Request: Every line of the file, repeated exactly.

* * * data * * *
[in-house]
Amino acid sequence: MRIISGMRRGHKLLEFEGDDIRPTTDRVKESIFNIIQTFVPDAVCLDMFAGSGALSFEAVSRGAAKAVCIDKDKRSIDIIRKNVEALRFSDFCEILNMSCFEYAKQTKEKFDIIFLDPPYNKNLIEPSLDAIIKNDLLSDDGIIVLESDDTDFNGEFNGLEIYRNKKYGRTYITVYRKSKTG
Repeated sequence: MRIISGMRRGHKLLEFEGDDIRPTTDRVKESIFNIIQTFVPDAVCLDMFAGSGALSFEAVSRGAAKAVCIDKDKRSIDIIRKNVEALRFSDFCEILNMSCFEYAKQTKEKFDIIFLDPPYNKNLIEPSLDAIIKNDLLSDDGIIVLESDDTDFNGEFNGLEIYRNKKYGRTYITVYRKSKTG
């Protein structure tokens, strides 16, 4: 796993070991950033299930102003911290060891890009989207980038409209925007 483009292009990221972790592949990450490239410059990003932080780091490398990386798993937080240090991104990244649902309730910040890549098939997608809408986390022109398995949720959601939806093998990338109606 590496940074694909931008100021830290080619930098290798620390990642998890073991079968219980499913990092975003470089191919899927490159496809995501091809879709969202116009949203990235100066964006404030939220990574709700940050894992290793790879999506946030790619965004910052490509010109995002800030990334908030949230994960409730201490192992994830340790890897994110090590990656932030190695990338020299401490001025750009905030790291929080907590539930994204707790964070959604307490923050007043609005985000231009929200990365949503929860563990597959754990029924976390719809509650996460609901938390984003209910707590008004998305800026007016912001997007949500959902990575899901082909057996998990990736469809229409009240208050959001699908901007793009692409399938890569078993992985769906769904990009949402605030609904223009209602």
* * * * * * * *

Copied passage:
[in-house]
Amino acid sequence: MRIISGMRRGHKLLEFEGDDIRPTTDRVKESIFNIIQTFVPDAVCLDMFAGSGALSFEAVSRGAAKAVCIDKDKRSIDIIRKNVEALRFSDFCEILNMSCFEYAKQTKEKFDIIFLDPPYNKNLIEPSLDAIIKNDLLSDDGIIVLESDDTDFNGEFNGLEIYRNKKYGRTYITVYRKSKTG
Repeated sequence: MRIISGMRRGHKLLEFEGDDIRPTTDRVKESIFNIIQTFVPDAVCLDMFAGSGALSFEAVSRGAAKAVCIDKDKRSIDIIRKNVEALRFSDFCEILNMSCFEYAKQTKEKFDIIFLDPPYNKNLIEPSLDAIIKNDLLSDDGIIVLESDDTDFNGEFNGLEIYRNKKYGRTYITVYRKSKTG
């Protein structure tokens, strides 16, 4: 796993070991950033299930102003911290060891890009989207980038409209925007 483009292009990221972790592949990450490239410059990003932080780091490398990386798993937080240090991104990244649902309730910040890549098939997608809408986390022109398995949720959601939806093998990338109606 590496940074694909931008100021830290080619930098290798620390990642998890073991079968219980499913990092975003470089191919899927490159496809995501091809879709969202116009949203990235100066964006404030939220990574709700940050894992290793790879999506946030790619965004910052490509010109995002800030990334908030949230994960409730201490192992994830340790890897994110090590990656932030190695990338020299401490001025750009905030790291929080907590539930994204707790964070959604307490923050007043609005985000231009929200990365949503929860563990597959754990029924976390719809509650996460609901938390984003209910707590008004998305800026007016912001997007949500959902990575899901082909057996998990990736469809229409009240208050959001699908901007793009692409399938890569078993992985769906769904990009949402605030609904223009209602």